III. Kola Route

Federal Highway R-21 (Kola Route), from St. Petersburg to Norwegian border, Russia

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It really took me quite some time to get to these trip reports again, didn’t it? Well, uh, better late than never 🙂

St. Petersburg — Petrozavodsk — Murmansk — Norwegian border highway was previously numbered M-18, but in the confusing renumbering of 2010 it was redesignated as R-21 (Р-21). Nonetheless, its popular name didn’t change: it is still the Kola Route (трасса “Кола”, Trassa Kola), after the Kola Peninsula of course. At least in St. Petersburg it is also known as Murmansk Highway (Мурманское шоссе, Murmanskoye Shosse), or informally Murmanka, after its most significant destination.

The official length of Kola Route, from St. Petersburg to Norwegian border near Kirkenes, is 1592 km. Although our primary destination was Northern Norway, it was of course hardly possible to drive all those kilometers without an overnight stay. Thus we stopped in both major cities along the way, Petrozavodsk and Murmansk. I’ll tell more about both of them in the following posts, and this one is about the Kola Route itself and the minor cities along it.

1. Ready to go! 0.0 km on the trip meter! I don’t remember the time of the day, about 7:00 most likely. St. Petersburg — Petrozavodsk leg was only about 420 km, but Murmansk Highway outbound from St. Petersburg gets very crowded in summer Saturday mornings, due to all the people driving to their dachas. So I fully expected to spend several hours in traffic jams, barely moving.

2. Leaving St. Petersburg. Surprisingly no traffic jams; apparently we left early enough in the morning, after all. Murmansk Highway is a dual carriageway road, with two lanes in each direction, which is rather uncommon in Russia; not of the motorway quality though. The 2+2 section is about 40 km long, crossing Neva River via Ladoga Bridge (the only road bridge over Neva outside of St. Petersburg), and ending after Sinyavino village. Sinyavino is known as the site of incredibly bloody battles in the World War II. In case you didn’t know, St. Petersburg, known as Leningrad then, was completely encircled and besieged by Nazi Germany (and Finland from the north), the only link to the rest of the Soviet Union being Ladoga Lake stormy waters (and ice road in the winter). The siege, the bloodiest one in the modern history by far, lasted for 2 years and 4 months, and over a million civilians died, most of them from hunger. Sinyavino was where the siege ring was the thinnest, and thus most of the Soviet counterattacks came here, but until 1943 all of these were fruitless, with great loss of life as well. Leningrad siege in general is one of the very few history subjects which actually can bring out tears in me. Well… anyway this isn’t Sinyavino on the picture, this is just the very beginning of the Murmansk Highway, at the interchange with St. Petersburg Ring Motorway.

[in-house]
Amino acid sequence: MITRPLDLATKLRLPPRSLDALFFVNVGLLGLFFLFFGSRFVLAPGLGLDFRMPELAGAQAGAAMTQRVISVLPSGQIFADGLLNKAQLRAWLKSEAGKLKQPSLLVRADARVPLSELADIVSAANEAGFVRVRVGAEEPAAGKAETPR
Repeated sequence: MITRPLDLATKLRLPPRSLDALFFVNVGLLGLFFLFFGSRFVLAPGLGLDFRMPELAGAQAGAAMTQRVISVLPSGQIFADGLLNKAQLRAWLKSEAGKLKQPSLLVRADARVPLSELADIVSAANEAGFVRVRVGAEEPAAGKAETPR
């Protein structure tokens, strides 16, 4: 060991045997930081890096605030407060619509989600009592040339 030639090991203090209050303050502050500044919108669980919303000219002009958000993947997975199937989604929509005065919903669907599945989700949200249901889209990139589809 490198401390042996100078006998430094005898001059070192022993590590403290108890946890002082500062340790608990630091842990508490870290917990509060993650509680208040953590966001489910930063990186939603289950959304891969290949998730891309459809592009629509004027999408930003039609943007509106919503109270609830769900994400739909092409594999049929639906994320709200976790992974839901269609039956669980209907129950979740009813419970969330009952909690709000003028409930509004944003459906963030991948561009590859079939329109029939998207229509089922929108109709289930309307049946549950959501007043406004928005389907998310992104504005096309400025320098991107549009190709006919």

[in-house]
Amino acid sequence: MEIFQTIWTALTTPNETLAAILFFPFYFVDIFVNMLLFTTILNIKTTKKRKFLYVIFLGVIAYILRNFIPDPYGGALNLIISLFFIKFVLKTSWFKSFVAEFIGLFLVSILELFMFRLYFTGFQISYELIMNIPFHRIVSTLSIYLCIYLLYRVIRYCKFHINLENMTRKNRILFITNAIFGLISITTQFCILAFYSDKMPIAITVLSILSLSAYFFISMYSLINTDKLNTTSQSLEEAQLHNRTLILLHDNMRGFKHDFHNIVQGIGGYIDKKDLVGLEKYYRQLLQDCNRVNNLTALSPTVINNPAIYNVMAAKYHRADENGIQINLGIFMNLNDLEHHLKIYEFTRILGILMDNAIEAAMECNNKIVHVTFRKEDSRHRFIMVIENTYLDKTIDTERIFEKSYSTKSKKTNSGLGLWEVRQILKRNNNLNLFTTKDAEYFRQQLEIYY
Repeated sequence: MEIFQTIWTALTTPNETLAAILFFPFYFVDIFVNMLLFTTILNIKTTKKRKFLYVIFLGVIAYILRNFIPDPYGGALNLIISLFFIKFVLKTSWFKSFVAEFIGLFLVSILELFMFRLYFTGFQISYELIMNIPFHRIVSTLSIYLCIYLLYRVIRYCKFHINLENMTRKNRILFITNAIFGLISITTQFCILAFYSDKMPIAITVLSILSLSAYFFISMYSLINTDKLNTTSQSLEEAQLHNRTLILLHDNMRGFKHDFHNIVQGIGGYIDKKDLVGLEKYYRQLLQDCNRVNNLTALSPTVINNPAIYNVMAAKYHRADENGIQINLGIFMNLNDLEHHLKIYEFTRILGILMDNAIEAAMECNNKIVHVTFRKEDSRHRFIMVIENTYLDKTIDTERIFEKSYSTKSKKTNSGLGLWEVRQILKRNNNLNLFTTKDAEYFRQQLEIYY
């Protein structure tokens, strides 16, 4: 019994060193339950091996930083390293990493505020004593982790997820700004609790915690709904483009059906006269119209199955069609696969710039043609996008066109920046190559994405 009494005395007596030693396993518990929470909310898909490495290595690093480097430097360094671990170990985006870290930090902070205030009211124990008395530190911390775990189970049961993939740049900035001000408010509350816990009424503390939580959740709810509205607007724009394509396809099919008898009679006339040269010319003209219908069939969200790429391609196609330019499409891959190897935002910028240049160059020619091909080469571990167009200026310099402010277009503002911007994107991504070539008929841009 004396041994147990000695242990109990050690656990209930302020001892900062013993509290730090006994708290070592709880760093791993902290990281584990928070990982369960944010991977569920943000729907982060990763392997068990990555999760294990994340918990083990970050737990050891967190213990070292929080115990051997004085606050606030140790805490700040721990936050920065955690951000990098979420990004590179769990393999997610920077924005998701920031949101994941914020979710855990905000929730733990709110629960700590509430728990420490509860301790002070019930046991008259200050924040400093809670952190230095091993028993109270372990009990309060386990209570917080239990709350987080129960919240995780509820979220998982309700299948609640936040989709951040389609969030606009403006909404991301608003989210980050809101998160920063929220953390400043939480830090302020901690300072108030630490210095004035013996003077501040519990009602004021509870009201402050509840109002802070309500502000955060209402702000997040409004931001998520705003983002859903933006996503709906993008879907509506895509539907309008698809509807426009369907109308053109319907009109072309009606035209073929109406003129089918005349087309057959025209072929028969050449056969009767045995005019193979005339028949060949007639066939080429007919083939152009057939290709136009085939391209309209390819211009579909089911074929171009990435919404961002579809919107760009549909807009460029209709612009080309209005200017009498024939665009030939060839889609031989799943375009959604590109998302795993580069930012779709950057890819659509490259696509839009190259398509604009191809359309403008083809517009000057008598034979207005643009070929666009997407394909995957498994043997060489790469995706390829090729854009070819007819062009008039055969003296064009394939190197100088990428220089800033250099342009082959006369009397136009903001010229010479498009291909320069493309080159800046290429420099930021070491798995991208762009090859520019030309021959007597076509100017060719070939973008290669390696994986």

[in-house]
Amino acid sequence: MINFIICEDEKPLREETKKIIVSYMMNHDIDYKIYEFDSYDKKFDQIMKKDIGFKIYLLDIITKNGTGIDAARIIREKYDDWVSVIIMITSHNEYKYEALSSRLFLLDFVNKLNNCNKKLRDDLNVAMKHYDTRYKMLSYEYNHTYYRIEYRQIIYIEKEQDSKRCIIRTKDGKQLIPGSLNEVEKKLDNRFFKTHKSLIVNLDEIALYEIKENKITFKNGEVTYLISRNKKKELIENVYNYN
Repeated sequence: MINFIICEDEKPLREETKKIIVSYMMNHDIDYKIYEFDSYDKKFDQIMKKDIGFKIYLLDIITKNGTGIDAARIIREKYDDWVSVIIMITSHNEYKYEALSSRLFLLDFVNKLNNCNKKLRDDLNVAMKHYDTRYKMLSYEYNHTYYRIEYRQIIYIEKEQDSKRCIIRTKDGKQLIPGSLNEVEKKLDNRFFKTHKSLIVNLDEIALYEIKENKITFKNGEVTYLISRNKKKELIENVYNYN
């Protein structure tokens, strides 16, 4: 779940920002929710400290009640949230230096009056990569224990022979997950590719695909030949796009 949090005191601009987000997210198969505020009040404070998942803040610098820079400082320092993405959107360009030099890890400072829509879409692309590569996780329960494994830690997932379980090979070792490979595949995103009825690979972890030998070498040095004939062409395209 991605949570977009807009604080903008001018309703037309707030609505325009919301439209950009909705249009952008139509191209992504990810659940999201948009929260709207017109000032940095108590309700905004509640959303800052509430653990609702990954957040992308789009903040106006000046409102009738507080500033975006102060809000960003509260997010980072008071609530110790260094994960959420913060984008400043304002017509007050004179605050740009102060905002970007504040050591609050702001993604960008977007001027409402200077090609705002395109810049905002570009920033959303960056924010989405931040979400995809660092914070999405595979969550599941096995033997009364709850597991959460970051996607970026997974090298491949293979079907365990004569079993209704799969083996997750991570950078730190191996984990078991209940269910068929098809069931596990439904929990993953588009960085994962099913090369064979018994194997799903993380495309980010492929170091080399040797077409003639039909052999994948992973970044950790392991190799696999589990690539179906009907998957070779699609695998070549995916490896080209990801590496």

3. After Sinyavino and at least until the border with Russian Karelia, Murmansk Highway (the farther you go from St. Petersburg, the more appropriate “Kola Route” name becomes) looks extremely boring. It crosses Volkhov River (Волхов); then the road to Vologda and in general to the east branches off, and most of traffic actually goes there; then it passes through Svirstroi (Свирьстрой, Russ. Svir Construction, after Soviet hydroelectric project on Svir River) and bypasses Lodeinoye Pole (Лодейное Поле, Russ. Longship Field, after Peter the Great era shipyard on the same Svir River). Both of these are ugly towns without any significant sights.

4. Crossing Svir River (Свирь) at Lodeinoye Pole. The bridge, carrying both the highway and the railway, is movable (although like the Ladoga Bridge it has a high enough clearance that it’s very rarely raised in practice). Svir flows from Onega Lake into Ladoga Lake, and thus forms a part of the major waterway between the Gulf of Finland and Volga River.